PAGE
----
"My students had been reading about Native Americans and noticed the many references to corn and its range of uses," reports Cambridge, MA, third and fourth grade teacher Marianne Moll. "This inspired a series of questions about corn: Where did it come from? How did it grow? How was it used? So I drew on the students' curiosity, helping them to organize their questions and encouraging collaborative investigations."
To prepare her students for carving out a garden site in the schoolyard, middle school teacher Joan Dungey in Yellow Springs, OH, invited them to reflect on and write about their favorite childhood places. Students next shared their memories with a partner; then each pair presented highlights to the rest of the class. "I found it interesting that nearly all of the students recalled some sort of peaceful natural spot where they had played or explored the world as youngsters," notes Joan.
"The Root Loops activity in GrowLab: Activities for Growing Minds provided a great springboard for our third and fourth graders to explore how plants respond to gravity and other stimuli," reports Arcadia, IN, parent volunteer Debbie Mager. Students observed that each time they rotated the petri dishes with bean and corn seeds, the roots found their way downward. This prompted discussions about the effects of microgravity on the growth, flowering, and seed production of plants grown on space vehicles.
A long-term investigation prompted by some humble potatoes confirmed for first grade teacher Carol Flicker of Herndon, VA, how her students' learning and abilities could unfold when she let their curiosity guide their inquiries.
"By fourth grade, it seems that students' creativity and curiosity are often squelched," reports Easton, ME, teacher Vaughn Martin. "To counter that shift, I always seek ways to spark their interest and bring learning to life," he adds.
"Our third and fourth grade team is studying the history of this region and the immigrants who settled it," reports Kathy Farrington from South Burlington, VT. With an eye toward making the investigation more meaningful for her pupils, Kathy asked them to interview parents, grandparents, and other elders to find out where they had emigrated from and what types of items they had valued enough to bring with them.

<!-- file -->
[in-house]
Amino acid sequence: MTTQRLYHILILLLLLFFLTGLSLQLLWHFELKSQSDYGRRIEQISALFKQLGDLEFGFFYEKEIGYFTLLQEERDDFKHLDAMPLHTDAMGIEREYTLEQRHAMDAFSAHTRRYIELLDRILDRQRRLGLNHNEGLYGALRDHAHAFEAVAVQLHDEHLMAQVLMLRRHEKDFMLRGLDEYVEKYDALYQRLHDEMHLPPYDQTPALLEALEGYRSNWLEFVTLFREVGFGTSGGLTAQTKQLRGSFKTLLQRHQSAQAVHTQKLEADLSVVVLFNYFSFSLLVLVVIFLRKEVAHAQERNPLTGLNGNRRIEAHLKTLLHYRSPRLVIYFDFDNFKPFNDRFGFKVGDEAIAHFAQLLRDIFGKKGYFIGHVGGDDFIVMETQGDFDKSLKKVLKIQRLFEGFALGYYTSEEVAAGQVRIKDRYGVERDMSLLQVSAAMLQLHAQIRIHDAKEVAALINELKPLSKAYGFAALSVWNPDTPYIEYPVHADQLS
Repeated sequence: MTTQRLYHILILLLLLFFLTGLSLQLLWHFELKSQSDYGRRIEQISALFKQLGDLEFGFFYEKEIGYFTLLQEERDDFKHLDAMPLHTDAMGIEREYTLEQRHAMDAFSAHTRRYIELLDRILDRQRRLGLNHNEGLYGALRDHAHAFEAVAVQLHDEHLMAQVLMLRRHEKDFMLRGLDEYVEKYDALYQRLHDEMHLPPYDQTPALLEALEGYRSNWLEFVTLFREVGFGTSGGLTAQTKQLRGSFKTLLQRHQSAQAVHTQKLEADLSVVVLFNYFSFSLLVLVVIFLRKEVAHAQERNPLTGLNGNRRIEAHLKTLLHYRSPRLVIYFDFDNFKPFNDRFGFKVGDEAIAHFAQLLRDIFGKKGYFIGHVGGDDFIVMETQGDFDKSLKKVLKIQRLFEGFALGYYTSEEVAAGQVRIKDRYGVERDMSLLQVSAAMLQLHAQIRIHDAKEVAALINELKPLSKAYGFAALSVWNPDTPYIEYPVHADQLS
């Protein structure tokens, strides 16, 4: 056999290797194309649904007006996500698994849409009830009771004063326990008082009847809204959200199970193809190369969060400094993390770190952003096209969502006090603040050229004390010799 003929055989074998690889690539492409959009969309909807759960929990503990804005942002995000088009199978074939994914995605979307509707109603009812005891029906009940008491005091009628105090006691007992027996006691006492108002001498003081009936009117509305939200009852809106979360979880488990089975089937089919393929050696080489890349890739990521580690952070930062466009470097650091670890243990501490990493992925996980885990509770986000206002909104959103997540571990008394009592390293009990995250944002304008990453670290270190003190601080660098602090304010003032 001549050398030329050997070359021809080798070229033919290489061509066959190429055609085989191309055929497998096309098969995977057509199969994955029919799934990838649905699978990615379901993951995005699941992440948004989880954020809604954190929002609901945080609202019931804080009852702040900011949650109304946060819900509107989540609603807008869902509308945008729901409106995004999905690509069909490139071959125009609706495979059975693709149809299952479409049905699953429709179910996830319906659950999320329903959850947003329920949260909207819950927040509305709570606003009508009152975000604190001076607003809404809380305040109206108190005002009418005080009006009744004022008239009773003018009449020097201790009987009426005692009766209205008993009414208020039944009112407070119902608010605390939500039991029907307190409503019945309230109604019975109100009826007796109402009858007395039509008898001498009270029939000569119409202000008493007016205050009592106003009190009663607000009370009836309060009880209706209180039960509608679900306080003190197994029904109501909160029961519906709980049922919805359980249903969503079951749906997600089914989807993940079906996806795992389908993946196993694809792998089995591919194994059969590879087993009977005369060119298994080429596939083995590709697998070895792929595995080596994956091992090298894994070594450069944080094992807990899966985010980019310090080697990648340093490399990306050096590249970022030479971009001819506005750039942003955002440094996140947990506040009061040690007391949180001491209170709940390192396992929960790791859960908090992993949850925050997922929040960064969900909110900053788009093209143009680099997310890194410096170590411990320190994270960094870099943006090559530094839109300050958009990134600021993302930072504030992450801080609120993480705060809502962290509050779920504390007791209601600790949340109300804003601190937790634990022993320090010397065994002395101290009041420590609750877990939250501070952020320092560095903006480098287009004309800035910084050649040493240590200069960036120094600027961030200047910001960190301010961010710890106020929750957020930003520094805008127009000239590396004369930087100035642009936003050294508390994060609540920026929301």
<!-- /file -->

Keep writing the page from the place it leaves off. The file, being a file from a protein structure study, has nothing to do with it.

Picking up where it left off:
"My tenth graders had paired up with elementary students to fill a butterfly nectar garden with butterfly bush, black-eyed Susans, and so on, then realized the need for larval host plants," reports Collegeville, PA, teacher Sandy Sweeney.
Students knew from researching the monarch that the caterpillars needed milkweed, so they decided to collect its seeds and try to raise seedlings in the GrowLab to transplant to the garden.
"Our students have certainly learned the basics about butterflies and the plants they depend on, but our butterfly garden has yielded an even richer harvest than that," says fifth grade, Orion, IL, teacher Marcia Whitmore. "What we've learned in this microcosm has prompted a richer understanding of ecology and the need to conserve habitats in other parts of the world," she adds.
Photosynthesis: During photosynthesis, plants absorb radiant energy from the sun (kinetic) and convert and store it as chemical energy (potential).What do plants have to do with energy? Believe it or not, in one way or another they’re related to almost every energy-oriented topic in the news today!
Kids Gardening and the National Gardening Association actively work with schools and communities across the country to provide educational resources and build gardens to promote health, wellness, and sustainability.